Monday April 23, 2018

Kejriwal leads ‘Car Free Day’; pollution level drops by 60%

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NewsGram Staff Writer

New Delhi: The city witnessed a 60 per cent drop in the air pollution on the first Car Free Day, said a report released by the Centre for Science and Environment (CSE) on Thursday.

The car-free initiative as well as the low traffic load on Dussehra has helped lower the pollution levels and toxic exposure in the city.

“Today (Thursday), the air particulate matter (PM 2.5) was 265 micrograms per cubic metre (cu m) in comparison to a normal day, when the particulate normally was 689 micrograms per cu m,” said the report released on Thursday evening.

Particulate Matter (PM2.5) is an air pollutant that is a concern for people’s health when its levels in the air are high.

PM2.5 are tiny particles in the air that reduce visibility and cause the air to appear hazy when levels are elevated.

The Delhi Pollution Control Committee too has supported the CSE report and has observed overall drop of 45 percent in PM2.5 level in the city.

The car-free day in Delhi was observed on the stretch between Red Fort and India Gate with Delhi Chief Minister Arvind Kejriwal leading a cycle rally in the morning.

“This initiative of the Delhi government has only helped to prove how the growing car numbers in the city aggravate toxic pollution. If these numbers are controlled, pollution can be lowered significantly,” said Anumita Roychowdhury, executive director (research and advocacy), CSE.

The exposure monitoring on the road was carried out by CSE first on October 21, a regular day, and during the car-free event on Thursday.

Meanwhile, Delhi Chief Minister Arvind Kejriwal took to social media to share the impact of car free day, saying we need to reduce traffic.

In the series of tweets, he said: “Almost 60 percent reduction in pollution noted on that road. It means traffic is main culprit. We have to reduce traffic.”

“Comfortable, reliable, accessible public transport system and better designed roads is the key. I’ll personally work on this,” he added.

(With inputs from IANS)

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Youth in polluted cities at increased risk of Alzheimer’s

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Climate Trends works on solutions to air pollution, while Co Media Lab is a community media lab.
Pollution can lead to Alzheimer's in youth. Wikimedia Commons

Children and young adults living in polluted megacities are at increased risk of developing Alzheimer’s, a debilitating brain disease characterised by memory loss, a new study has warned.

“Alzheimer’s disease hallmarks start in childhood in polluted environments, and we must implement effective preventative measures early,” said one of the researchers Lilian Calderon-Garciduenas from University of Montana in the US.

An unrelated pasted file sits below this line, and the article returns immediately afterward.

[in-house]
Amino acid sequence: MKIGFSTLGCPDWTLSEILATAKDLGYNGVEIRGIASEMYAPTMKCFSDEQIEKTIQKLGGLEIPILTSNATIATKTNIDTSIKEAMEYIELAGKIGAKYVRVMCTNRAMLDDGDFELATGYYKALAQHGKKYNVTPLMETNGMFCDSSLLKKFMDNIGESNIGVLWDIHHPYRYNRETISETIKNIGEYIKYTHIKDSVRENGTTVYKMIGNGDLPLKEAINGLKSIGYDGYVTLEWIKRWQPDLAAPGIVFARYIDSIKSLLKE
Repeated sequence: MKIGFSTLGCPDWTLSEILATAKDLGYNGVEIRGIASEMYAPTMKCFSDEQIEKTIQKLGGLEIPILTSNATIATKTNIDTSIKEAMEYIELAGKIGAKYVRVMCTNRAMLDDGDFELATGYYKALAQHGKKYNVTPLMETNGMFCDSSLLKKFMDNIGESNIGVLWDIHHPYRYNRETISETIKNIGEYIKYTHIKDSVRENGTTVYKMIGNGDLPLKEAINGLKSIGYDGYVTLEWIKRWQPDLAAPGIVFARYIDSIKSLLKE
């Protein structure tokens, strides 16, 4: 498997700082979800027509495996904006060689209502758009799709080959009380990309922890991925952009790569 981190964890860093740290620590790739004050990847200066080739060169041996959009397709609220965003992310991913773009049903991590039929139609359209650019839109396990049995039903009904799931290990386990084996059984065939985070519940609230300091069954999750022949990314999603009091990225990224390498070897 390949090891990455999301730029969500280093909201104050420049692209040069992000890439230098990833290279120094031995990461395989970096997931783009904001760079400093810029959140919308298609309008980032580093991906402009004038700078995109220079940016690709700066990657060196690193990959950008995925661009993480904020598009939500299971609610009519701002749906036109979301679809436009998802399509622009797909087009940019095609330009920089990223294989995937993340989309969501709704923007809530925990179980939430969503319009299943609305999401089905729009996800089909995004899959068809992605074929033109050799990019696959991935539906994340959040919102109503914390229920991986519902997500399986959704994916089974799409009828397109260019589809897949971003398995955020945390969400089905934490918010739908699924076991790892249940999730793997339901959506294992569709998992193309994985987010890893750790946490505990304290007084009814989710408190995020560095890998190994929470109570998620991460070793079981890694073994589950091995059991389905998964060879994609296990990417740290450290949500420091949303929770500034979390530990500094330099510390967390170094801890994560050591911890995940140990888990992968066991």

Air pollution can trigger Alzheimer’s. Flickr

“It is useless to take reactive actions decades later,” Calderon-Garciduenas said. The findings, published in the Journal of Environmental Research, indicate that Alzheimer’s starts in early childhood, and the disease progression relates to age, pollution exposure and status of Apolipoprotein E (APOE 4), a well-known genetic risk factor for Alzheimer’s. The researchers studied 203 autopsies of Mexico City residents in the US ranging in age from 11 months to 40 years.

Metropolitan Mexico City is home to 24 million people exposed daily to concentrations of fine particulate matter and ozone above US Environmental Protection Agency standards. The researchers tracked two abnormal proteins that indicate development of Alzheimer’s, and they detected the early stages of the disease in babies less than a year old.

Also Read: Your daily cup of coffee can worsen Alzheimer’s symptoms

The scientists found heightened levels of the two abnormal proteins — hyperphosphorylated tau and beta amyloid — in the brains of young urbanites with lifetime exposures to fine-particulate-matter pollution (PM2.5).

They also tracked APOE 4 as well as lifetime cumulative exposure to unhealthy levels of PM2.5 — particles which are at least 30 times smaller than the diameter of a human hair and frequently cause the haze over urban areas. The researchers found hallmarks of the disease among 99.5 percent of the autopsies they examined in Mexico City. In addition, the findings showed that APOE 4 carriers had a higher risk of rapid progression of Alzheimer’s.

Alzheimer’s can cause depression too. Pixabay

The researchers believe the detrimental effects are caused by tiny pollution particles that enter the brain through the nose, lungs and gastrointestinal tract, and these particles damage all barriers and travel everywhere in the body through the circulatory system.

The authors noted that ambient air pollution is a key modifiable risk for millions of people across the globe. “Neuroprotection measures ought to start very early, including the prenatal period and childhood,” Calderon-Garciduenas said. “Defining pediatric environmental, nutritional, metabolic and genetic risk-factor interactions are key to preventing Alzheimer’s disease,” she added. IANS